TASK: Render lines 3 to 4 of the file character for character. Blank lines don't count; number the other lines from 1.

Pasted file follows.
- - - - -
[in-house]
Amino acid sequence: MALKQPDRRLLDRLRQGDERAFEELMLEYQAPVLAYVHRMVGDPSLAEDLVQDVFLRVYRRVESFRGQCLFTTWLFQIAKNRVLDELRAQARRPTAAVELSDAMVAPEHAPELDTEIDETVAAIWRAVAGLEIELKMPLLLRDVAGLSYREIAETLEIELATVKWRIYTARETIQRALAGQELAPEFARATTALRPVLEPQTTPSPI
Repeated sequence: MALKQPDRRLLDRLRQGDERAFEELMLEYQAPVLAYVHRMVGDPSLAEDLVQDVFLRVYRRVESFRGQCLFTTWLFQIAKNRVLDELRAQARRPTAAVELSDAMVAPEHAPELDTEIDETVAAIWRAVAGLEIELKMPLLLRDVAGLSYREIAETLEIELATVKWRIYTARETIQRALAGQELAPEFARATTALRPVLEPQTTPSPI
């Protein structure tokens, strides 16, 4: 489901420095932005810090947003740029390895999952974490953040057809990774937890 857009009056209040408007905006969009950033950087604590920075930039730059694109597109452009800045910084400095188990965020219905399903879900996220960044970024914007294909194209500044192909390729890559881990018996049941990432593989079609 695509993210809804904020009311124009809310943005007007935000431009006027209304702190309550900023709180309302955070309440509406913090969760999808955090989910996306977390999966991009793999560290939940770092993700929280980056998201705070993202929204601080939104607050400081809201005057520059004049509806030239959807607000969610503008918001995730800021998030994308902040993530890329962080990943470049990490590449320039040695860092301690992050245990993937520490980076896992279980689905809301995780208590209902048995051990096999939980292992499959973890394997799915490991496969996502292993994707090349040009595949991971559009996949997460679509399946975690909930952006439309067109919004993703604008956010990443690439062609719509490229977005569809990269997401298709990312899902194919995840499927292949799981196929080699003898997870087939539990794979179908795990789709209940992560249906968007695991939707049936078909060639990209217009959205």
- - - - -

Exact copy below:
Repeated sequence: MALKQPDRRLLDRLRQGDERAFEELMLEYQAPVLAYVHRMVGDPSLAEDLVQDVFLRVYRRVESFRGQCLFTTWLFQIAKNRVLDELRAQARRPTAAVELSDAMVAPEHAPELDTEIDETVAAIWRAVAGLEIELKMPLLLRDVAGLSYREIAETLEIELATVKWRIYTARETIQRALAGQELAPEFARATTALRPVLEPQTTPSPI
């Protein structure tokens, strides 16, 4: 489901420095932005810090947003740029390895999952974490953040057809990774937890 857009009056209040408007905006969009950033950087604590920075930039730059694109597109452009800045910084400095188990965020219905399903879900996220960044970024914007294909194209500044192909390729890559881990018996049941990432593989079609 695509993210809804904020009311124009809310943005007007935000431009006027209304702190309550900023709180309302955070309440509406913090969760999808955090989910996306977390999966991009793999560290939940770092993700929280980056998201705070993202929204601080939104607050400081809201005057520059004049509806030239959807607000969610503008918001995730800021998030994308902040993530890329962080990943470049990490590449320039040695860092301690992050245990993937520490980076896992279980689905809301995780208590209902048995051990096999939980292992499959973890394997799915490991496969996502292993994707090349040009595949991971559009996949997460679509399946975690909930952006439309067109919004993703604008956010990443690439062609719509490229977005569809990269997401298709990312899902194919995840499927292949799981196929080699003898997870087939539990794979179908795990789709209940992560249906968007695991939707049936078909060639990209217009959205």